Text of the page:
If you have children, you are probably hoping that they will one day attend post-secondary school. Hearing that a child has made it into their dream university can be one of your proudest moments. But if you’re not prepared, it can also be one of your most financially stressful moments.
Are you maximizing the efficiency of your education saving for your children? Read on to find out more.
There is free money on the table
The best resource you have to save for your child’s education is the Retirement Education Savings Plan (RESP). You can contribute up to $50,000 per child, with the government adding $500 per year using the Canadian Education Savings Grant (CESG), up to a total of $7,200 received.
If you’re a lower income family, each child can receive an additional $2,000 through the Canada Learning Bonds (CLB).
Your child’s RESP is the most efficient way of saving for his or her education. It is better than the Tax-Free Savings Account (TFSA), and the Registered Retirement Savings Plan (RRSP) because there is free money given by the government.
Receiving extra money from the government for your child’s education is a rare gift, and there’s the added benefit of the money growing tax-free within the account.
One thing to be aware of, however, is that the grants from the CESG and CLB will be taxable income once you withdraw it. But the beauty of it is the money will be taxable under your child’s income. Because they are students, they likely won’t have a lot of income so they will have little to no tax to pay.
The magic number
Try to contribute $2,500 per year to max out the grants for your RESP; $2,500 is the magic number because it’s the minimum input for maximized benefits.
Your RESP can hold many different types of investments. Dividend stock is a great option to hold since everything accumulates tax-free.
Let’s use the Royal Bank of Canada (TSX:RY)(NYSE:RY) as an example. As a blue chip, rock-steady performer with a $107 billion market capitalization and an ATM or branch on every street corner, every Canadian knows who RBC is.
RBC’s dividend yield is 4.2% currently. Let’s use this yield as our conservative estimate for return in the RESP.
Over the past 15 years, including stock appreciation and dividends reinvested, RBC has averaged a 10.49% total return per year. We can use this as our aggressive estimate for return in the RESP.
In this example, the assumption is that you will contribute $2,500 per year, receive the maximum amount of grantrecomms at $7,200, start when the baby is zero years of age, and are a higher-income family so you don’t receive the CSB:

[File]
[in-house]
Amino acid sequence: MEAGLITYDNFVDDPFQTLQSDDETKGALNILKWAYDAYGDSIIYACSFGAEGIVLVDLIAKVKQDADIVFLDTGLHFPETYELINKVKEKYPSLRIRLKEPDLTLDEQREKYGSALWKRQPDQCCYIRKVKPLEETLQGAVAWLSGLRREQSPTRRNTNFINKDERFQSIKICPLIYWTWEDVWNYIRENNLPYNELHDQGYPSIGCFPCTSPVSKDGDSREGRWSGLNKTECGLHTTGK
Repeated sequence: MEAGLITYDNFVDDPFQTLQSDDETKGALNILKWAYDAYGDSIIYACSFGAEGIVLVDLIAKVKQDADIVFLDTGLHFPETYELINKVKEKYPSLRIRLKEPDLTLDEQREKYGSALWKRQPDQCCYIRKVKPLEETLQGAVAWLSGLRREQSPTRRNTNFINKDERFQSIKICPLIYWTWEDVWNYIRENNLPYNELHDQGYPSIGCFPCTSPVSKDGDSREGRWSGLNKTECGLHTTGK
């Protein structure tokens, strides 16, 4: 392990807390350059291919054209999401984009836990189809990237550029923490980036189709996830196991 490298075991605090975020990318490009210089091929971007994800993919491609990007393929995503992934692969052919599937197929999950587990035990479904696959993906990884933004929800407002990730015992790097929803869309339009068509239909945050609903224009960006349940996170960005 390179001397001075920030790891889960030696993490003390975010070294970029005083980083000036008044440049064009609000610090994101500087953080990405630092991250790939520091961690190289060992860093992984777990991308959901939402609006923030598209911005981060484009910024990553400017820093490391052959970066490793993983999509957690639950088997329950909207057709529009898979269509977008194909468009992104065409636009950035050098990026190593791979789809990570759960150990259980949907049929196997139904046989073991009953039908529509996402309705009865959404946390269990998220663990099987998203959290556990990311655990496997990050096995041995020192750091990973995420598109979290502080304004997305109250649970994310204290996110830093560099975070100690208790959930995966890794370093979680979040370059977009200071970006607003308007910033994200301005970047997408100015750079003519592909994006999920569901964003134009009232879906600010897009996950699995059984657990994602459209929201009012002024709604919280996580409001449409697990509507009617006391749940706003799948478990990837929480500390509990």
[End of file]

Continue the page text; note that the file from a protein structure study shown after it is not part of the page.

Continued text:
|Age||RESP Contributions||CESG (Grant )||Total Contributed||Total RESP (Conservative 4.2% Return)||Total RESP (Aggressive 10.49% Return)|
|0||$ 2,500||$ 500||$ 3,000||$ 3,000||$ 3,000|
|1||$ 2,500||$ 500||$ 3,000||$ 6,126||$ 6,315|
|2||$ 2,500||$ 500||$ 3,000||$ 9,383||$ 9,977|
|3||$ 2,500||$ 500||$ 3,000||$ 12,777||$ 14,024|
|4||$ 2,500||$ 500||$ 3,000||$ 16,314||$ 18,495|
|5||$ 2,500||$ 500||$ 3,000||$ 19,999||$ 23,435|
|6||$ 2,500||$ 500||$ 3,000||$ 23,839||$ 28,893|
|7||$ 2,500||$ 500||$ 3,000||$ 27,840||$ 34,924|
|8||$ 2,500||$ 500||$ 3,000||$ 32,010||$ 41,588|
|9||$ 2,500||$ 500||$ 3,000||$ 36,354||$ 48,950|
|10||$ 2,500||$ 500||$ 3,000||$ 40,881||$ 57,085|
|11||$ 2,500||$ 500||$ 3,000||$ 45,598||$ 66,073|
|12||$ 2,500||$ 500||$ 3,000||$ 50,513||$ 76,004|
|13||$ 2,500||$ 500||$ 3,000||$ 55,635||$ 86,977|
|14||$ 2,500||$ 200||$ 2,700||$ 60,671||$ 98,801|
|15||$ 2,500||$ –||$ 2,500||$ 65,720||$ 111,665|
|16||$ 2,500||$ –||$ 2,500||$ 70,980||$ 125,879|
|17||$ 2,500||$ –||$ 2,500||$ 76,461||$ 141,584|
As you can see, the power of contributing at an early age is evident here, with the RESP growing to $76,461 in the conservative estimate and a whopping $141,584 in the aggressive view.
If you consider that only $45,000 of your own money was contributed to the RESP, you can see the amazing benefits of this program.
You’ve now seen an example of what a good dividend stock like RBC held within your RESP can achieve. Investing in just one stock isn’t recommended, however; instead, you should spread your risk and invest in a portfolio of several stocks.
The most important part is to start early and contribute what you can, even if it isn’t the full $2,500 per year. Your child will thank you for it when they’re older.
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Fool contributor Christopher Liew has no position in any of the stocks mentioned.